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The aforementioned "Burly Brawl" is an odd blend of sophisticated fight choreography and awkward effects work as Neo takes on endless Smiths, which, like Reloaded's freeway chase, was hyped to no end before release as "the next big thing." The Burly Brawl and chase may not have hit that mark, but both scenes are certainly well-executed and highly entertaining — even if the shifts to all-CG characters are a little distracting. One notable problem with Reloaded is the effect that the cross-media blitz had on the actual film itself. The Wachowskis left cruicial scenes out of Reloaded, scenes that would have made the film better, details that flesh out their larger story (which concludes in 2003's The Matrix Revolutions). And the rub is, you can actually watch these missing scenes — if you buy the Animatrix anime shorts and the Enter the Matrix video game. But if you're not willing to cross-promote, the film's weak in several areas. The discovery of the machine's plot to dig to Zion is covered wonderfully in the Animatrix short The Final Flight of the Osiris — which surely would have been a powerful way to begin Reloaded. Thanks to hype and expectations, Reloaded leaves viewers with decidedly mixed feelings. And the filmmakers seem to have some mixed feelings of their own: Whether you choose to view it as a state-of-the-art special-effects bonanza or a philosophical debate on the freewill of mankind, the Wachowskis have attempted to create a film that will entertain both camps. From Yuen Wo Ping's beautifully choreographed kung-fu battles to the metal and fireball-filled freeway chase, there's no shortage of popcorn-flick action. But the constant exposition will confuse many viewers. By augmenting the action with a blend of philosophical ideas on the importance of man's ability to choose their fate — and perhaps more importantly, the power of understanding why choices are made — Reloaded breaks from the formula that made its predecessor so successful. Still, it's an entertaining sci-fi epic — if you don't mind some talking every so often. Warner's DVD release of The Matrix Reloaded features a sharp anamorphic transfer (2.35:1) with Dolby Digital 5.1 audio. There is no commentary track, nor any feature on par with "Follow the White Rabbit" from the initial disc of the first film. On the second disc is a "making-of" documentary entitled "Preload." An enlightening feature on the freeway scene documents how the ballet of flying metal was created. "Get Me An Exit" is an annoying, but thankfully brief, piece on the product placement and advertising surrounding the film. "Making the Game" documents the "Enter the Matrix" video game, and the "MTV Movie Award" short is on hand in case you didn't catch it the first time. The original trailer for Matrix Revolutions is included at the end of scene selection, allowing the viewer the opportunity to skip the end-credit music, which tortured those wishing to get a glimpse of the sequel during the theatrical run. Dual-DVD slimline keep-case.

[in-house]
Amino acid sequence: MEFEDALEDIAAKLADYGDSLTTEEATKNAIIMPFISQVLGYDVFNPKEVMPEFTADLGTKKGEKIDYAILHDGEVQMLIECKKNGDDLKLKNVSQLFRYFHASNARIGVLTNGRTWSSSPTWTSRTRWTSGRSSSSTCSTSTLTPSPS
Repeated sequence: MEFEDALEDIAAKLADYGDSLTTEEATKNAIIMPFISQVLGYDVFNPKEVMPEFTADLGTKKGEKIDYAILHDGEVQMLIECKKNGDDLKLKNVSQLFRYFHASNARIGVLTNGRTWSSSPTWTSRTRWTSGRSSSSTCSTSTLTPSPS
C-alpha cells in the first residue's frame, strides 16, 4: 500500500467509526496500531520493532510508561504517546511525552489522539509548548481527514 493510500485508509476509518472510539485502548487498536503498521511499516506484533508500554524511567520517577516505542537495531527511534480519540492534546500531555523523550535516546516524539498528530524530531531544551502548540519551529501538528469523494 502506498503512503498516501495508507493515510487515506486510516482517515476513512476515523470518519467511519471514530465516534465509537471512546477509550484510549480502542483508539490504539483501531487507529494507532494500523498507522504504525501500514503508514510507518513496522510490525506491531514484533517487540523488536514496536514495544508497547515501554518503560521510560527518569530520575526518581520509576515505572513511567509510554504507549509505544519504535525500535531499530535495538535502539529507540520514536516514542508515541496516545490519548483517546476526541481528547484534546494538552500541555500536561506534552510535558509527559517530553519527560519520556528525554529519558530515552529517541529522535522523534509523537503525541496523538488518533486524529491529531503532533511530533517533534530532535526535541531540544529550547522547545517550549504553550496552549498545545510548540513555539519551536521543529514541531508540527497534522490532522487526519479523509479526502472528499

—Scott Anderson